Terrestrial and marine perspectives on modeling organic matter degradation pathways

TitleTerrestrial and marine perspectives on modeling organic matter degradation pathways
Publication TypeJournal Article
Year of Publication2016
AuthorsBurd A.B, Frey S., Cabre A., Ito T., Levine N.M, Lonborg C., Long M., Mauritz M., Thomas R.Q, Stephens B.M, Vanwalleghem T., Zeng N.
JournalGlobal Change Biology
Date Published2016/01
Type of ArticleReview
ISBN Number1354-1013
Accession NumberWOS:000367982900009
Keywordsbiogeochemical cycles; carbon cycles; climate; coastal ocean; community composition; decomposition; earth system models; global ocean ecosystem; litter decomposition; microbial physiology; modeling; nitrogen mineralization; Organic matter degradation; rates; remineralization; soil-carbon

Organic matter (OM) plays a major role in both terrestrial and oceanic biogeochemical cycles. The amount of carbon stored in these systems is far greater than that of carbon dioxide (CO2) in the atmosphere, and annual fluxes of CO2 from these pools to the atmosphere exceed those from fossil fuel combustion. Understanding the processes that determine the fate of detrital material is important for predicting the effects that climate change will have on feedbacks to the global carbon cycle. However, Earth System Models (ESMs) typically utilize very simple formulations of processes affecting the mineralization and storage of detrital OM. Recent changes in our view of the nature of this material and the factors controlling its transformation have yet to find their way into models. In this review, we highlight the current understanding of the role and cycling of detrital OM in terrestrial and marine systems and examine how this pool of material is represented in ESMs. We include a discussion of the different mineralization pathways available as organic matter moves from soils, through inland waters to coastal systems and ultimately into open ocean environments. We argue that there is strong commonality between aspects of OM transformation in both terrestrial and marine systems and that our respective scientific communities would benefit from closer collaboration.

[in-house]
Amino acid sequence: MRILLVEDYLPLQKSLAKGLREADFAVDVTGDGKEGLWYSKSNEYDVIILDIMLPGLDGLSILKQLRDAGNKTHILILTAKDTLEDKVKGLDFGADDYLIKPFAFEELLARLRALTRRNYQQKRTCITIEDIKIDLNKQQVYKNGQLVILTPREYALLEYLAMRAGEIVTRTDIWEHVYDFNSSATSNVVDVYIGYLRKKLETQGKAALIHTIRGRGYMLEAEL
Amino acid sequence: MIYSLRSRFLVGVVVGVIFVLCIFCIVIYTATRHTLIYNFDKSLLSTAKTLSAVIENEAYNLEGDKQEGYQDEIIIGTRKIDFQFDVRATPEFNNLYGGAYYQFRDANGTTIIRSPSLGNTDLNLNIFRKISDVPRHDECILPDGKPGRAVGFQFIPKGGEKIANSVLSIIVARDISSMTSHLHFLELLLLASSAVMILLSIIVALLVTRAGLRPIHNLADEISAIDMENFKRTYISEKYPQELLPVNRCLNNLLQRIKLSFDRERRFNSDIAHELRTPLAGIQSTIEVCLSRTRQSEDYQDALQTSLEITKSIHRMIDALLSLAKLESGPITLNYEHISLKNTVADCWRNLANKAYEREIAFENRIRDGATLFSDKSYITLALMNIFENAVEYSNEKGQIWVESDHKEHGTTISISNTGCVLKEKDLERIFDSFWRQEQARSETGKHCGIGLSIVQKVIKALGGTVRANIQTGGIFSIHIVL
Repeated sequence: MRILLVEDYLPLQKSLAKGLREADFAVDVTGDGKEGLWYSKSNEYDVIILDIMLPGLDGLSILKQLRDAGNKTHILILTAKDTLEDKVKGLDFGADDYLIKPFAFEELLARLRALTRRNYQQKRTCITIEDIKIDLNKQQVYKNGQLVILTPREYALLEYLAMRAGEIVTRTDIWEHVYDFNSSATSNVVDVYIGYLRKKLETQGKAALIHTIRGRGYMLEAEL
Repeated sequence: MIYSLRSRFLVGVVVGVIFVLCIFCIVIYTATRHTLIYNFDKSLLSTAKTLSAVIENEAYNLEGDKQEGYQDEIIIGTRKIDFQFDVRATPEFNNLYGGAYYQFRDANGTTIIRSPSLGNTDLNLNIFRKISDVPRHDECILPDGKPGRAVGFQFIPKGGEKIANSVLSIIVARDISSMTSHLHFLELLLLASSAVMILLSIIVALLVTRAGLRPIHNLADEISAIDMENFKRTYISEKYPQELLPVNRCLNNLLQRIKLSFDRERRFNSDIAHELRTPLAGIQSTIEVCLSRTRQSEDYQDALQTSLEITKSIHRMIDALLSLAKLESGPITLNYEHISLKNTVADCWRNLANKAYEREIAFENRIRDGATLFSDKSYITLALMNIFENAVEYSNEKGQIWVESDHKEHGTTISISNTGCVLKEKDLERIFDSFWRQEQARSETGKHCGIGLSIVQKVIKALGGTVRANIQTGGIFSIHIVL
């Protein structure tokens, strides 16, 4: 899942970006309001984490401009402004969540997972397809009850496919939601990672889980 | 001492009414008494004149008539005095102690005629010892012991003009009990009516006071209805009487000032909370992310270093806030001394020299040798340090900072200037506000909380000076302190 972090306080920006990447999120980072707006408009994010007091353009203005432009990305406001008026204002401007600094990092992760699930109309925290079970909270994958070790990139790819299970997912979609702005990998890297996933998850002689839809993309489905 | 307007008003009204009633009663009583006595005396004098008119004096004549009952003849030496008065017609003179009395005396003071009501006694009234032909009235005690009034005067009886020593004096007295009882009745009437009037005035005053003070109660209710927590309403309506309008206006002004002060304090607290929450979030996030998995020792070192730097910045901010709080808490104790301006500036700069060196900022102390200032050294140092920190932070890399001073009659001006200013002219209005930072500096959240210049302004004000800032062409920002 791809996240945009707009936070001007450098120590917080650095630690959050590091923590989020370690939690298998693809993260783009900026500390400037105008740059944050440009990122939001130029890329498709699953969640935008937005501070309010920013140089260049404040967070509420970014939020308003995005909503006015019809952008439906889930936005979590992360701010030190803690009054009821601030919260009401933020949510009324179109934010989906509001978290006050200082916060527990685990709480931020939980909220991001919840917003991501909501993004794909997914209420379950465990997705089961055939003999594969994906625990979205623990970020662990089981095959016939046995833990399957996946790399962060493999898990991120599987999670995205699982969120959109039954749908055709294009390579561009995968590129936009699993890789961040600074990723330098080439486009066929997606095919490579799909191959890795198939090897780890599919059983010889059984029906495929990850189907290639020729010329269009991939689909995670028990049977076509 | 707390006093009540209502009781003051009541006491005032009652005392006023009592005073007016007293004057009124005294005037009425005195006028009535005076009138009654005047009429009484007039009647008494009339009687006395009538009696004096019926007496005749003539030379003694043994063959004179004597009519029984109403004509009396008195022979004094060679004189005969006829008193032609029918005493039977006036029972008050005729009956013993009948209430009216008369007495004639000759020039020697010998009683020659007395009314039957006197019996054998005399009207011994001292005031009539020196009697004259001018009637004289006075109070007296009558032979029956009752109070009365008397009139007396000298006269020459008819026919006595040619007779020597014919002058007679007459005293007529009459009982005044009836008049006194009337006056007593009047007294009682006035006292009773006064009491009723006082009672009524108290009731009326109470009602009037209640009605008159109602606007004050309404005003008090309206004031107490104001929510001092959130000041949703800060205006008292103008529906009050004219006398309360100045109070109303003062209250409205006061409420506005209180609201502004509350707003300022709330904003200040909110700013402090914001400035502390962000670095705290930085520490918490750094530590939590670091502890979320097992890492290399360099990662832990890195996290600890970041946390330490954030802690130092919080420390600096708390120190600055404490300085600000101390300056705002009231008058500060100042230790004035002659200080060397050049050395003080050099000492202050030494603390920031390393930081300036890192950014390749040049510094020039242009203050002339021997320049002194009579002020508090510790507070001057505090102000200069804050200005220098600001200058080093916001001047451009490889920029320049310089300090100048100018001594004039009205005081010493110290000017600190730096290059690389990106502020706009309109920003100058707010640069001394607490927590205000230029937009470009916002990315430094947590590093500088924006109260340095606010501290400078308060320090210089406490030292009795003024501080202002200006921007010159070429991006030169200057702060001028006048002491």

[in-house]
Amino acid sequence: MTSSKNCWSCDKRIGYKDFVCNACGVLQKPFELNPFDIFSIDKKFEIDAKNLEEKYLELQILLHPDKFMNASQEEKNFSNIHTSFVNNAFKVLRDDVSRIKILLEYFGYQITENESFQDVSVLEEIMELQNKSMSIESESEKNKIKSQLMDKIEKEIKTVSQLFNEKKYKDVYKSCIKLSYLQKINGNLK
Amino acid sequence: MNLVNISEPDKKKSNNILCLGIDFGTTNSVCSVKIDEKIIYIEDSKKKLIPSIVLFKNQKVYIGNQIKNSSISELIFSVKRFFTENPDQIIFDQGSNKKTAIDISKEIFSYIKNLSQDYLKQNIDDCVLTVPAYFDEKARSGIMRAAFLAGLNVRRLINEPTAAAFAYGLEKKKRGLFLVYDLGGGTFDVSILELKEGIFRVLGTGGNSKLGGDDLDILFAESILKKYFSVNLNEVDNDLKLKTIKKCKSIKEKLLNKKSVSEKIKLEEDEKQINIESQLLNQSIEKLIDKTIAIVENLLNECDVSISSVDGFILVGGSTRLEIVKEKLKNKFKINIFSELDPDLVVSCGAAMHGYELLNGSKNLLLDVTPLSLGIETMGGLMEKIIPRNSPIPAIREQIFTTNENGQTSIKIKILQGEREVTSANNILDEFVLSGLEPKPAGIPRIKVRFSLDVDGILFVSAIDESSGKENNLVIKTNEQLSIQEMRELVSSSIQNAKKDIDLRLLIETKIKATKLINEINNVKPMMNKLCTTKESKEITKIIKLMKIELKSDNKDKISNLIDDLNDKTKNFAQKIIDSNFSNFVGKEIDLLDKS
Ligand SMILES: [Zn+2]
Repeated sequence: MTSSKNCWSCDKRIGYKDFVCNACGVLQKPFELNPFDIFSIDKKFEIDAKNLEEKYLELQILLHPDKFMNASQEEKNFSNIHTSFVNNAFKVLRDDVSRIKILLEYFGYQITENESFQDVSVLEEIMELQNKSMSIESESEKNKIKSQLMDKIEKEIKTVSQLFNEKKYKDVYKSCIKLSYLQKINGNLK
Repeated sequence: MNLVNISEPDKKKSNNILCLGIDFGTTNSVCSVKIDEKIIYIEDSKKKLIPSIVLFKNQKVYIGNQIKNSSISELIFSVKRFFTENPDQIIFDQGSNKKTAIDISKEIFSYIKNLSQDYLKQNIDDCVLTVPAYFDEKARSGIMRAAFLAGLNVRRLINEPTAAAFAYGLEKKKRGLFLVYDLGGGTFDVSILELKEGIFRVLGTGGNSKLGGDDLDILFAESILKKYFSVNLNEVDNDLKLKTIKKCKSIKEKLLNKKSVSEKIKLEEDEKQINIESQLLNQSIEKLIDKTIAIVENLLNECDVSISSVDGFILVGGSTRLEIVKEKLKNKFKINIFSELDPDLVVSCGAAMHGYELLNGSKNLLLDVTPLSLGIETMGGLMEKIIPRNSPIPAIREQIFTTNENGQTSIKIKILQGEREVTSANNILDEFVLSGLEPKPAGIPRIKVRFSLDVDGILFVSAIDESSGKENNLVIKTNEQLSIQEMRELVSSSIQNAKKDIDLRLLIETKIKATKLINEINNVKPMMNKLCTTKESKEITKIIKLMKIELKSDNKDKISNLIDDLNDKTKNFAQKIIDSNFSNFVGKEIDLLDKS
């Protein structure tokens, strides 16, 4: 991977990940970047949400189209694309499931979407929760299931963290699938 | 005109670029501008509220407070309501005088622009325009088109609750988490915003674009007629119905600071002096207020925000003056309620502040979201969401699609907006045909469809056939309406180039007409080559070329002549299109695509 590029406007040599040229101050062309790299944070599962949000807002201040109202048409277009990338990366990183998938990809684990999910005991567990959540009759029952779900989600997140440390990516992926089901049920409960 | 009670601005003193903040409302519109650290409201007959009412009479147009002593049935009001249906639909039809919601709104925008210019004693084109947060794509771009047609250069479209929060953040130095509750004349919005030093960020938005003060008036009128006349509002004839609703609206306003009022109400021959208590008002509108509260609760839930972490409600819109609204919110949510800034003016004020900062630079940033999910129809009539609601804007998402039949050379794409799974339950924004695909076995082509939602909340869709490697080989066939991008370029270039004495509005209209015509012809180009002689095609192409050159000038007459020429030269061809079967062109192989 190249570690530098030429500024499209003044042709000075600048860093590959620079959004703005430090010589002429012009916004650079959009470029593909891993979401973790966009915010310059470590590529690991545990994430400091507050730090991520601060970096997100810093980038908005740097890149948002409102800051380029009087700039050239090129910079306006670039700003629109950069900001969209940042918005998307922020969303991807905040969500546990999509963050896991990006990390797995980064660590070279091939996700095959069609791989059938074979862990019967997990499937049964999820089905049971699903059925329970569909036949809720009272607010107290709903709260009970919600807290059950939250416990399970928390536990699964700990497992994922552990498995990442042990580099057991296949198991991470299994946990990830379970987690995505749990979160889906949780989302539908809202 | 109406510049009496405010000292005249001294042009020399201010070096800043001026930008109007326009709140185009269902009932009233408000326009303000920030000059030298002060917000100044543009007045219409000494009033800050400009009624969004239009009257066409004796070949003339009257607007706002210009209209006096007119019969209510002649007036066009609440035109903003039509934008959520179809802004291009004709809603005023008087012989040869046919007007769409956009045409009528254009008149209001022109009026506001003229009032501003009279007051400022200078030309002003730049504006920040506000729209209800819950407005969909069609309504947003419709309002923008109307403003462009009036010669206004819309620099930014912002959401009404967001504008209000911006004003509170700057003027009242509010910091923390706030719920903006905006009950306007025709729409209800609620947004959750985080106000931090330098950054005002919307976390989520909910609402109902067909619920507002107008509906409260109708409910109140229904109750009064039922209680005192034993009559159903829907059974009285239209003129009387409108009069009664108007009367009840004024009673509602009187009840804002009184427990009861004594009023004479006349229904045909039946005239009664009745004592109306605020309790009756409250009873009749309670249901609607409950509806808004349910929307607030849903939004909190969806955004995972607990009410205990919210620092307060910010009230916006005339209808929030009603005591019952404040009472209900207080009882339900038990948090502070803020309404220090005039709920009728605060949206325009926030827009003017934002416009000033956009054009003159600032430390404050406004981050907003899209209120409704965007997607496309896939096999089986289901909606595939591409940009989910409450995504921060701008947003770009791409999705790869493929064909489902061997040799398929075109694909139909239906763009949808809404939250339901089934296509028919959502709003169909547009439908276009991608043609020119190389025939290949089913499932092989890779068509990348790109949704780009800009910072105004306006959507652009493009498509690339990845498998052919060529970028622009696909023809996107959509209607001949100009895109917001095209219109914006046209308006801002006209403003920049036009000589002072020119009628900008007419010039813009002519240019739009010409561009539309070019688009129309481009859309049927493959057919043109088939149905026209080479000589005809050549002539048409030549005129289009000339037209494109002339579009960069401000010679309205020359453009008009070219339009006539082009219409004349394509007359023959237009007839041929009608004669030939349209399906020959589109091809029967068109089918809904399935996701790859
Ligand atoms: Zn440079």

Short TitleGlob. Change Biol.
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